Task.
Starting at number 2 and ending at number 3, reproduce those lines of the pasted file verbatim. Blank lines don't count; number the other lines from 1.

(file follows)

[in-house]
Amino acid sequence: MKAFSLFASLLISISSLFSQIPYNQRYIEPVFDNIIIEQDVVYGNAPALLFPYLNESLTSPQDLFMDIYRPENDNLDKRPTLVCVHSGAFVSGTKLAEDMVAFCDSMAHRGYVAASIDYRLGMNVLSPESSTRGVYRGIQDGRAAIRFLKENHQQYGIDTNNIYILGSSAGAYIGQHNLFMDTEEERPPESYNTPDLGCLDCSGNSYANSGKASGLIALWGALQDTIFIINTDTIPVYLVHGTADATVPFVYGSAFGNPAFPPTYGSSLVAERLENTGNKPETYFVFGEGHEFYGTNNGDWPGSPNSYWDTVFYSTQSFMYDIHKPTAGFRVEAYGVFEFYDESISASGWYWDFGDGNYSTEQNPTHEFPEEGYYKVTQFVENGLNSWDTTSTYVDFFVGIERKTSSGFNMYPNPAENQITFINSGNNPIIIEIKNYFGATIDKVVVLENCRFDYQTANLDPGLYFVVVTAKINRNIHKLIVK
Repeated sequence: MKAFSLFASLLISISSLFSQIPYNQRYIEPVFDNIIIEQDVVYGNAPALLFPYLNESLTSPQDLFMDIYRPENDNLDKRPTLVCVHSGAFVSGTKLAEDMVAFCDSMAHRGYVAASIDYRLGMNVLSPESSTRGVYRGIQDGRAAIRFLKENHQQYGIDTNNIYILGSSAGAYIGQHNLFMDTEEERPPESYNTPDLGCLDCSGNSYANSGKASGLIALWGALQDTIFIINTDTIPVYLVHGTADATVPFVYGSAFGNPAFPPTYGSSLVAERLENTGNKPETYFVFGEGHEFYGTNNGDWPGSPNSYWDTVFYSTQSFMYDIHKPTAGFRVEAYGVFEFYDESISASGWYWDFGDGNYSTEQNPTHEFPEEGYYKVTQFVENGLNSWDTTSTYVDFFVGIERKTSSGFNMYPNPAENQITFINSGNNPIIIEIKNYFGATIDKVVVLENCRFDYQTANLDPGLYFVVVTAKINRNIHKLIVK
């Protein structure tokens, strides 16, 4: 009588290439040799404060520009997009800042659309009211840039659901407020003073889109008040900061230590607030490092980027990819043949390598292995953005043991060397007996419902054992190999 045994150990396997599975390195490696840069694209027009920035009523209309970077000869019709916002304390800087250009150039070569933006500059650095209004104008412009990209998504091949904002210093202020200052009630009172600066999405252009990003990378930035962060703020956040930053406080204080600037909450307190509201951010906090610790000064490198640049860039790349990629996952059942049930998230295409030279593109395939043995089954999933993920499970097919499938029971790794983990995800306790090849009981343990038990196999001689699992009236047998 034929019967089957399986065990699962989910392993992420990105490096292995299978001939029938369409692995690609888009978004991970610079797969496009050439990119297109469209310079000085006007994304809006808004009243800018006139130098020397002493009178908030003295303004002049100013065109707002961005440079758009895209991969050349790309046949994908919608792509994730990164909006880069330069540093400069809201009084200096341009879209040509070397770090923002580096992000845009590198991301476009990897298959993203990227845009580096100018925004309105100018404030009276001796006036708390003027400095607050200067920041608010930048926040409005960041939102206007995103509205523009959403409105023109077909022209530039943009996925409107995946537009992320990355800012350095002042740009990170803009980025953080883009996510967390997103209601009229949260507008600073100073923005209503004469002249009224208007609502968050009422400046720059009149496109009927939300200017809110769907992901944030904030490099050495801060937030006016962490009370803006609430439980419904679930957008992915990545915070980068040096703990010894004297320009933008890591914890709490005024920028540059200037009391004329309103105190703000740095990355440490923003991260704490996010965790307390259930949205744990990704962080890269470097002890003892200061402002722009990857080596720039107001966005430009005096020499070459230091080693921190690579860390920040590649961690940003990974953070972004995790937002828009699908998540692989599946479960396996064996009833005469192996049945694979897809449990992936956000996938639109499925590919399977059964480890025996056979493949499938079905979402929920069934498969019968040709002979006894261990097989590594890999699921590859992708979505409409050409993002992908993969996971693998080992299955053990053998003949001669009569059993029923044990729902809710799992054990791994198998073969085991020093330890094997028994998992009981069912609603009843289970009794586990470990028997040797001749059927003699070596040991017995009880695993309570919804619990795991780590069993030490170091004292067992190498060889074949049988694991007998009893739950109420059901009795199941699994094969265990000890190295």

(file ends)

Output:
Amino acid sequence: MKAFSLFASLLISISSLFSQIPYNQRYIEPVFDNIIIEQDVVYGNAPALLFPYLNESLTSPQDLFMDIYRPENDNLDKRPTLVCVHSGAFVSGTKLAEDMVAFCDSMAHRGYVAASIDYRLGMNVLSPESSTRGVYRGIQDGRAAIRFLKENHQQYGIDTNNIYILGSSAGAYIGQHNLFMDTEEERPPESYNTPDLGCLDCSGNSYANSGKASGLIALWGALQDTIFIINTDTIPVYLVHGTADATVPFVYGSAFGNPAFPPTYGSSLVAERLENTGNKPETYFVFGEGHEFYGTNNGDWPGSPNSYWDTVFYSTQSFMYDIHKPTAGFRVEAYGVFEFYDESISASGWYWDFGDGNYSTEQNPTHEFPEEGYYKVTQFVENGLNSWDTTSTYVDFFVGIERKTSSGFNMYPNPAENQITFINSGNNPIIIEIKNYFGATIDKVVVLENCRFDYQTANLDPGLYFVVVTAKINRNIHKLIVK
Repeated sequence: MKAFSLFASLLISISSLFSQIPYNQRYIEPVFDNIIIEQDVVYGNAPALLFPYLNESLTSPQDLFMDIYRPENDNLDKRPTLVCVHSGAFVSGTKLAEDMVAFCDSMAHRGYVAASIDYRLGMNVLSPESSTRGVYRGIQDGRAAIRFLKENHQQYGIDTNNIYILGSSAGAYIGQHNLFMDTEEERPPESYNTPDLGCLDCSGNSYANSGKASGLIALWGALQDTIFIINTDTIPVYLVHGTADATVPFVYGSAFGNPAFPPTYGSSLVAERLENTGNKPETYFVFGEGHEFYGTNNGDWPGSPNSYWDTVFYSTQSFMYDIHKPTAGFRVEAYGVFEFYDESISASGWYWDFGDGNYSTEQNPTHEFPEEGYYKVTQFVENGLNSWDTTSTYVDFFVGIERKTSSGFNMYPNPAENQITFINSGNNPIIIEIKNYFGATIDKVVVLENCRFDYQTANLDPGLYFVVVTAKINRNIHKLIVK